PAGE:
Friday, December 31, 1999

saying no

[Originally posted on February 1, 2023, at 3:15 a.m.]

Our CEO told me before the lunar holiday, "Don't worry about working overtime." I took this to mean that I was now done working 12- and 14-hour days. For the most part, things have been better than I thought they'd be ever since the craziness ended before the lunar new year. But on Tuesday (yesterday), something happened that raised my hackles.

Because I was exhausted from moving boxes on Monday night, I came into work an hour later on Tuesday, arriving in the office a bit after noon. My Korean coworker was off working at another office; he'd have been in our office much earlier than me, but today, I was the first to arrive. The boss, also tired from having worked a late night, arrived a bit after 2 p.m. I had finished all my work on Monday, so to give me something to do, the boss got me working on doing my own version of a vocab-textbook chapter—just something to show the CEO at what I assumed would be a meeting later that evening. Happy to have something to do, I got to work.

Sometime later in the day, the CEO's secretary called my boss to say the meeting would be at 9:30 p.m. Alarms went off in my head. Having gotten to the office a bit after noon, my plan was to leave for the day a bit after 9 p.m. So, I reasoned, there was no way I was going to a 9:30 meeting to listen to a bunch of boring shit for three hours. The boss tried to suggest that I go to the meeting, do my PPT spiel, then leave. No fucking way, I thought, although I admit that part of me felt bad because the boss, per his promise a while back, was going to endure the meeting without me. I walked the boss through my PPT presentation, the lecture notes I'd made for the CEO, and the alternative vocab-textbook chapter. It would be up to the boss to present my stuff and make it shine (or he could sit there with the CEO and pettily tear it all apart). A bit after 9 p.m., I said my goodbyes and left my boss to his fate. I hope he didn't have to stay with the CEO too long, but given that he'd gotten to the office a bit after 2 p.m., he could have stayed until 11 p.m. with the CEO and not worked any extra time.

I think the new normal is going to be harder on my boss than on me. He's got a family, too, and his kids now can't see him in the evening because of the CEO's demands. We also got news about our contract: the boss asked to see the Korean-language draft since that's the version that applies in court. It appears that the language in that contract is entirely against us, the staff: there are provisions about what happens should our work be less than satisfactory, what happens if we get fired 3 months or 6 months into the contract, and a bunch of other sinister sections and sub-paragraphs that are too awful to talk about. Essentially, the boss, who's way more Korean-fluent than I am, is going to have to bargain hard to negotiate new, less-oppressive language before we sign. I'll be morbidly curious to see what passes for "acceptable." And I have my own ideas about what language I want to see in the contract.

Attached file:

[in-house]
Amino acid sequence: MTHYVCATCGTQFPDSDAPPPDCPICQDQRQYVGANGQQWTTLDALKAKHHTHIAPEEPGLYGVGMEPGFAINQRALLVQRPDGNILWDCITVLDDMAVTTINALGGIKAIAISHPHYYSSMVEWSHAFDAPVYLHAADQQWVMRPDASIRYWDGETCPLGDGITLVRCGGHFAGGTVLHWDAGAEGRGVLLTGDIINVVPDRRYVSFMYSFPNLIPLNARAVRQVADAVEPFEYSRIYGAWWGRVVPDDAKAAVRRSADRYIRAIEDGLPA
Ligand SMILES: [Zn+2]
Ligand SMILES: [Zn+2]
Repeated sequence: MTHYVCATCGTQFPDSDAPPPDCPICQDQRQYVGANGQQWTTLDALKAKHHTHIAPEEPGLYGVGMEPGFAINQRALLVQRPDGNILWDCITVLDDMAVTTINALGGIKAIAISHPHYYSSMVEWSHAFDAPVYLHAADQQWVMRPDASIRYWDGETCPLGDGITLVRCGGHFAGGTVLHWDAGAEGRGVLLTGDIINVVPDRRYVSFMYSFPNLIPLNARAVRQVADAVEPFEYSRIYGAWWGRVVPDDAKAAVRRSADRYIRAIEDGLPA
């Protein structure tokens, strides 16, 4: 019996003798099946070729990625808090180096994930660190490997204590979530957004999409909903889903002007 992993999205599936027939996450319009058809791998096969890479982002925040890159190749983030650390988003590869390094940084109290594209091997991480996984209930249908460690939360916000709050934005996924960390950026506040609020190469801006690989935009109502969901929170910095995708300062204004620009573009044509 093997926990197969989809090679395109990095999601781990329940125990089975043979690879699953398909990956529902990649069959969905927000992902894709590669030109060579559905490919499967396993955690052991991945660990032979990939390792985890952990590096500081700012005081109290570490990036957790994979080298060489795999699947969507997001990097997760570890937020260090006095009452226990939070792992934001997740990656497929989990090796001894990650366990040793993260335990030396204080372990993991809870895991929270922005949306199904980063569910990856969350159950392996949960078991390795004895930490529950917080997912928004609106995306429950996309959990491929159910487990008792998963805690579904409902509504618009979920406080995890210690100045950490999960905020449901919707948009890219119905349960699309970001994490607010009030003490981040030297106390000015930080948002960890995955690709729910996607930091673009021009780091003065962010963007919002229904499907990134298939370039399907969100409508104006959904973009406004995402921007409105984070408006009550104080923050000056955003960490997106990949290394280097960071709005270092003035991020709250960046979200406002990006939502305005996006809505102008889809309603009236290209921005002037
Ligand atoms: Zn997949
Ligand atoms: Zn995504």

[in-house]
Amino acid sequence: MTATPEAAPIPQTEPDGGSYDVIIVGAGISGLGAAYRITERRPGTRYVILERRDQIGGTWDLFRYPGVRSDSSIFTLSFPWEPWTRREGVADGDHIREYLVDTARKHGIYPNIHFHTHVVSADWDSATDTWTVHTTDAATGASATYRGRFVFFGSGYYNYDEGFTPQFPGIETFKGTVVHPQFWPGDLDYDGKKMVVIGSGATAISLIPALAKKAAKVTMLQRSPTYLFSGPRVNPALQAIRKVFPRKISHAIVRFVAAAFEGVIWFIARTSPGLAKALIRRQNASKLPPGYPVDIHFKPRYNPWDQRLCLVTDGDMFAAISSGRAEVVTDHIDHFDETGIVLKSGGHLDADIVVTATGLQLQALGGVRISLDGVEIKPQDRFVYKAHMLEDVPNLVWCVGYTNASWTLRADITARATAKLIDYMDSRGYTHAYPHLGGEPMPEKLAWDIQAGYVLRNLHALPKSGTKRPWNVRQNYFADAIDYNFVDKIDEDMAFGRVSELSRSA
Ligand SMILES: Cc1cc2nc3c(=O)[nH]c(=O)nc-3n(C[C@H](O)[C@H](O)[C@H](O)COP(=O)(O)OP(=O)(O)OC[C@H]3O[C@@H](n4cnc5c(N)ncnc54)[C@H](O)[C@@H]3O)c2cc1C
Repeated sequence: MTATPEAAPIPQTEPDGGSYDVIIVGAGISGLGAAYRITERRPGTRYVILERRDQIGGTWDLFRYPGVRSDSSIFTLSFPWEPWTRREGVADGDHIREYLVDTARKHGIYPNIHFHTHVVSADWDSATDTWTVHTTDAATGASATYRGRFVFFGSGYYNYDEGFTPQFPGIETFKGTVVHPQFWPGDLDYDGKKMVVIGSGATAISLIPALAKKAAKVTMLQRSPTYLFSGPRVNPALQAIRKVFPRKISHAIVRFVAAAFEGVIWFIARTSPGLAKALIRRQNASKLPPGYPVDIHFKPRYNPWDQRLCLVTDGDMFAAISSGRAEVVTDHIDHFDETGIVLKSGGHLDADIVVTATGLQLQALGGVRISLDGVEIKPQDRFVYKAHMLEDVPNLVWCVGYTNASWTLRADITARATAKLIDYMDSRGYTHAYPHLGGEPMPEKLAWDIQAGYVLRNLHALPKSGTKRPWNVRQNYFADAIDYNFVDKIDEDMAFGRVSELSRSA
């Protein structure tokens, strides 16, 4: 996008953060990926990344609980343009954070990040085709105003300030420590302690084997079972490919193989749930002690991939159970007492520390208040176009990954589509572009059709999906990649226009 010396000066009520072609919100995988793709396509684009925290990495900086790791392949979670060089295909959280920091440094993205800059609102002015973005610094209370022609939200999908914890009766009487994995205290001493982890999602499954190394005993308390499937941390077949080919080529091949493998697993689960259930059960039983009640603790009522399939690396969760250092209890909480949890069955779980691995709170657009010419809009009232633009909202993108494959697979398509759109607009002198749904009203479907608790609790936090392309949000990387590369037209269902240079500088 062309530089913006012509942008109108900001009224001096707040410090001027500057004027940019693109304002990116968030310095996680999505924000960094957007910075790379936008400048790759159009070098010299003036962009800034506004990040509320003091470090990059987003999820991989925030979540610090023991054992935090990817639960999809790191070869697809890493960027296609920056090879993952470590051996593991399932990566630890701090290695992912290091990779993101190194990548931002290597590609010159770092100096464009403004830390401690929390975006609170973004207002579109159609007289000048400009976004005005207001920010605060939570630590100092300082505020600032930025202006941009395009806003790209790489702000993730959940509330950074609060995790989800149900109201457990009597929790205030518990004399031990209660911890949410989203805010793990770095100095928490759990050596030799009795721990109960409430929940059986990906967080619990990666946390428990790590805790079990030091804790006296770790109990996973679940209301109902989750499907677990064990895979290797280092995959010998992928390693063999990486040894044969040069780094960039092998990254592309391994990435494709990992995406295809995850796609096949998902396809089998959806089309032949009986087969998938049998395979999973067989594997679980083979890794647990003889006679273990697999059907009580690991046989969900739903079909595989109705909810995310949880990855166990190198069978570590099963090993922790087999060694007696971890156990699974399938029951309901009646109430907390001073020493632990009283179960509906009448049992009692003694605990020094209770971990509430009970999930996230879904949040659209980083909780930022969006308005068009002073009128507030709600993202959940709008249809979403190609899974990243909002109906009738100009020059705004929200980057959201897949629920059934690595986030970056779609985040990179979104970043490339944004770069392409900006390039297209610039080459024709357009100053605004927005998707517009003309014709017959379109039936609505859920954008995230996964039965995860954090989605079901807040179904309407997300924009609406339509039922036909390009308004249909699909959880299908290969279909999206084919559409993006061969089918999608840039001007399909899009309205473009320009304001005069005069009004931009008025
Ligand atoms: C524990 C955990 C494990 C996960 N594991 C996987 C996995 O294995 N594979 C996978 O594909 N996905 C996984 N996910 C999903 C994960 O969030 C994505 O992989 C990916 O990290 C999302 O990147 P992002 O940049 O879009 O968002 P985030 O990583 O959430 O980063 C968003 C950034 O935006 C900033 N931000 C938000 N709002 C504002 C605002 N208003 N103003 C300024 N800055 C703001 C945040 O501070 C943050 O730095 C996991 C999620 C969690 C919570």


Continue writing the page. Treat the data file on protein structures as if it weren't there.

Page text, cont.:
Anyway, I remained firm about not going to the late meeting because I don't want to start a precedent. The boss says the CEO never does anything without a reason, so having the late meeting Tuesday night could have been a test of some kind, and maybe I failed. I told the boss that I'm still ready to go out the door at a moment's notice if I sense things are turning shitty; all of this is still probational as far as I'm concerned. And hey, if the CEO thinks I have an attitude problem, and he fires me... well, so what? He can't fire me because I'm a lazy or stupid worker; he can only fire me because I refuse to kiss his ass. For now, this refusal takes the form of a deliberate-but-subtle passive-aggressiveness on my part. Things might get more overt later if the CEO tries any more shenanigans. The way I see it, the CEO is used to not respecting other people's boundaries. Well, he will respect mine, or I'm walking.


John from Daejeon said...

I'd have waited a little longer before bringing your books and belongings back.

Kevin Kim said...

I'm still enjoying reasonable hours. My boss now has to work later (of course, he comes into the office a couple hours later than I do). The CEO wanted to meet with the boss again Wednesday night, but... as the boss has been predicting for some time, the CEO was too tired to meet. Apparently, the CEO goes through this every year: he starts off all energetic and heedless of his mortal limits, but by the end of winter, he's begun to discover that he has to pace himself, and once that happens, the workload for everyone else smooths out, or so the legend goes. I'm still not totally convinced this is true: to me, as long as the CEO has that zigzaggy, willy-nilly personality, we could find ourselves buried, at any time, under a rogue wave of sudden work. We'll see how things go over the next few months.

John Mac said...

I'm curious how the CEO reached that level and how he maintains his position. Is the "Golden Goose" owned by an individual, or is it a publically held corporation?

Kevin Kim said...

John Mac,

I often ask myself how a man like that could have gotten to the top in business and gotten a Ph.D. as well.

My tentative conclusion is (1) however he got his doctorate, it wasn't legitimately, and (2) he founded the company I work for, but he's remained as the big cheese because of the Law of the Septic Tank: the biggest pieces rise to the top. (Something my high-school bio teacher once joked.)

Charles said...

Just got back from the States last night and am trying to catch up on things. Looks like a lot happened while I was gone.

Kevin Kim said...

Welcome back!

Yes, things have been rather mouvementé and agité around here.